HISTORY TALKS...

Istebné's wooden church

THE NAME of the Orava municipality of Istebné clearly indicates that some time ago a large fortified settlement stood in its current location. In old Slavonic, the word “istba” means some type of fortification. After this fortification ceased to exist, a village emerged whose residents worked mainly as farmers and cattle breeders throughout the Middle Ages.

THE NAME of the Orava municipality of Istebné clearly indicates that some time ago a large fortified settlement stood in its current location. In old Slavonic, the word “istba” means some type of fortification. After this fortification ceased to exist, a village emerged whose residents worked mainly as farmers and cattle breeders throughout the Middle Ages.

An important monument of Istebné – and of all Orava – is the small wooden church shown in this postcard. Originally, only a chapel stood here but later it was slowly built into a church so that it is likely that some time after 1689 the building looked as we see it here.

It is no surprise that the church is wooden, as this region has always been among the poorest in Slovakia and any material other than wood was considered a luxury. The fact that even such a modest wooden church was initially too costly for Orava only proves how tight money was in this region. The church emerged only gradually thanks to financial gifts made by several families of squires and collections solicited from abroad.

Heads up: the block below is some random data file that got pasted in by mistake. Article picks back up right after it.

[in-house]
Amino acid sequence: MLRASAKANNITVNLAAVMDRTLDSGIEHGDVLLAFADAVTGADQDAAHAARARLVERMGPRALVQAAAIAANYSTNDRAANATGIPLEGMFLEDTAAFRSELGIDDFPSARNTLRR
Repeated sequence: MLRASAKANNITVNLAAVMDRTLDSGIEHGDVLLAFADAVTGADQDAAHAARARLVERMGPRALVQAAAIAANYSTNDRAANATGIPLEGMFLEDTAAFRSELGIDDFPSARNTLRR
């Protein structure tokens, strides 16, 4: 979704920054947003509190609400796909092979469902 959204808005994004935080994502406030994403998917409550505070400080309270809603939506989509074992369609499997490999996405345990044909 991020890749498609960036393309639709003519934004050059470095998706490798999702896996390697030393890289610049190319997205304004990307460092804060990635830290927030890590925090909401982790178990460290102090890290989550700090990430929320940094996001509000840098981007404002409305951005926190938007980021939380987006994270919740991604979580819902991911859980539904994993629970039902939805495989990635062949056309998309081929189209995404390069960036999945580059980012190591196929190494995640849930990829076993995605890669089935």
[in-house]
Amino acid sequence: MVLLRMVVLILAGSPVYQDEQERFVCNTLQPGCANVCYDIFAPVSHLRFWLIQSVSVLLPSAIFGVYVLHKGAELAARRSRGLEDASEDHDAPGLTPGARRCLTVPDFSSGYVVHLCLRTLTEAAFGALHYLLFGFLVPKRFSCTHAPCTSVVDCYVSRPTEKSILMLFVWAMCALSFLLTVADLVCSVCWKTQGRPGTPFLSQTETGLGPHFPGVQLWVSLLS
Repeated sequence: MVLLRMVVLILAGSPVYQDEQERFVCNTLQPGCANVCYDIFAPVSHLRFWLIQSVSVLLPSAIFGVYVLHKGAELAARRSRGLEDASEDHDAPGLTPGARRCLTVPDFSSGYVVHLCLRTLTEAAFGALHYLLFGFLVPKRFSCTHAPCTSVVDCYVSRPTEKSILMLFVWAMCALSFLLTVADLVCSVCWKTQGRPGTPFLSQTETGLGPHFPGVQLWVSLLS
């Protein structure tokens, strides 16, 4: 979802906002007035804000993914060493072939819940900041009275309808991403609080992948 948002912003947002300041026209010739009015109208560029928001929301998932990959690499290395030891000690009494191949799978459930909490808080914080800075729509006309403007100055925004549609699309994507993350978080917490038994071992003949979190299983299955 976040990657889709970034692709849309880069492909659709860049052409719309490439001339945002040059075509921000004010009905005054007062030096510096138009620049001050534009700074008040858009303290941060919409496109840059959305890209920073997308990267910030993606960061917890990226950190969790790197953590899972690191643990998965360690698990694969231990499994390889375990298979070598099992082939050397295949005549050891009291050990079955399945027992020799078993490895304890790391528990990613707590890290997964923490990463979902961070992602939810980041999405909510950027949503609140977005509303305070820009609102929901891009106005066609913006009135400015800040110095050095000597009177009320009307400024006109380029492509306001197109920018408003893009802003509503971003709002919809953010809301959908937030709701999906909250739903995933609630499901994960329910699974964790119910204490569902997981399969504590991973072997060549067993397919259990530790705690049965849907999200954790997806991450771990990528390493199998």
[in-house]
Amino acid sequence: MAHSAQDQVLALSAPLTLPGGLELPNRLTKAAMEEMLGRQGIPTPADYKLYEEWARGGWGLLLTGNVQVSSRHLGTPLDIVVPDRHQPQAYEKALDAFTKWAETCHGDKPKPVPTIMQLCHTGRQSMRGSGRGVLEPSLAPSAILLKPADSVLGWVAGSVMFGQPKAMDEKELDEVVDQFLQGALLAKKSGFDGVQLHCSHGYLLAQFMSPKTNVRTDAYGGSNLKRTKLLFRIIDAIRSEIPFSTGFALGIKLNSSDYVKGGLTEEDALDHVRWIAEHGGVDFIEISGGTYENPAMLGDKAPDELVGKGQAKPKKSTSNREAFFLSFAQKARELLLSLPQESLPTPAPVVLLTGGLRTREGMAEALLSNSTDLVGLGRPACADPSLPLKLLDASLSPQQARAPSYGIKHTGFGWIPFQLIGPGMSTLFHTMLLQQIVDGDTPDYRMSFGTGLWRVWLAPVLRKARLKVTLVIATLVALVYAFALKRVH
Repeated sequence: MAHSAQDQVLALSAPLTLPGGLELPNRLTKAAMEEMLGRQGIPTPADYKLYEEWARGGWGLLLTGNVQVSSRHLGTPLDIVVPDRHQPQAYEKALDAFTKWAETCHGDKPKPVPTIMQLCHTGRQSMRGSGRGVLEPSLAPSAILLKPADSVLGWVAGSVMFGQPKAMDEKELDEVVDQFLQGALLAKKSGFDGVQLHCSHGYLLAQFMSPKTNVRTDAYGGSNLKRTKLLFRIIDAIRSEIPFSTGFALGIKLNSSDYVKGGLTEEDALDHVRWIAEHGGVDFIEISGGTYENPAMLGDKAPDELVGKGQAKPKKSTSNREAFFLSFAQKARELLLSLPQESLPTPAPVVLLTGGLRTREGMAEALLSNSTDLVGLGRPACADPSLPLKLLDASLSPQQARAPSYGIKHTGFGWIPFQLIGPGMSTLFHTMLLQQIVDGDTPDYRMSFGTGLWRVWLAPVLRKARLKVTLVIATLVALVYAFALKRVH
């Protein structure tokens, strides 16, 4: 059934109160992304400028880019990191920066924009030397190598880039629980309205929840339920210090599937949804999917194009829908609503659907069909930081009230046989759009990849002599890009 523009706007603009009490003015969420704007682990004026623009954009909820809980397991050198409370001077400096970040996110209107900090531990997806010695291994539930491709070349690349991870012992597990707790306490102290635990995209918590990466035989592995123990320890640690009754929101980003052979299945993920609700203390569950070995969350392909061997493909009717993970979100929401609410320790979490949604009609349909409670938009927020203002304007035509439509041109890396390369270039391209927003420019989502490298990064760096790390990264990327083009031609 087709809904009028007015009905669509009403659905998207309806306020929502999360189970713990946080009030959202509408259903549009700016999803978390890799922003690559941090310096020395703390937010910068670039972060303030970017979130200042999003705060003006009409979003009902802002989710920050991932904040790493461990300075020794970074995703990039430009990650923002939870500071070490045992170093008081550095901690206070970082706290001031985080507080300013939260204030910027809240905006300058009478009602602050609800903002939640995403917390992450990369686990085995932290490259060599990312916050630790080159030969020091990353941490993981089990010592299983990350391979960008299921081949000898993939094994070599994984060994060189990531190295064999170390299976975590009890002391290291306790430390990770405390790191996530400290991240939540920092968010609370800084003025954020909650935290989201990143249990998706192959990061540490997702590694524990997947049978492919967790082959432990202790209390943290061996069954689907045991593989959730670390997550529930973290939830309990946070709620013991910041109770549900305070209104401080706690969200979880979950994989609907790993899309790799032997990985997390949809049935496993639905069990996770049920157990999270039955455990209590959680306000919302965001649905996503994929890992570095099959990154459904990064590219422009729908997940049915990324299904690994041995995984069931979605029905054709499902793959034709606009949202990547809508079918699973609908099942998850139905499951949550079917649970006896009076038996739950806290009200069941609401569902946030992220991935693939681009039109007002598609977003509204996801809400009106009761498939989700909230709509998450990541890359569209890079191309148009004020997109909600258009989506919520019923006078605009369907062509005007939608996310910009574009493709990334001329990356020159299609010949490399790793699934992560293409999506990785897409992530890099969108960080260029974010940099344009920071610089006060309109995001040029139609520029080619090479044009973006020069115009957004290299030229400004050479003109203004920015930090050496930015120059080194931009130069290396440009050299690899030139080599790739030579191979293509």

The exterior construction alone is of value but the interior, for example its frescoes, are beautiful and significant. The chalice made from wood – like everything else here – is quite rare. The Istebné church is not the only wooden one in this region: others can be found in Tvrdošín, Zábrežie and Leštiny. The picturesque construction can be appreciated on this postcard dating back to the beginning of the 1930s.

With a more detailed look, it can be seen to what extent wood was a part of all construction in Orava. The church is completely wooden and a big part of the bell tower is of the same material; the inconspicuous shelter which is probably for spring water is wooden, as is the small bench and the stairs leading to the church, except for the sidewalls. And in the foreground of the photograph, stored lumber can be seen as well.


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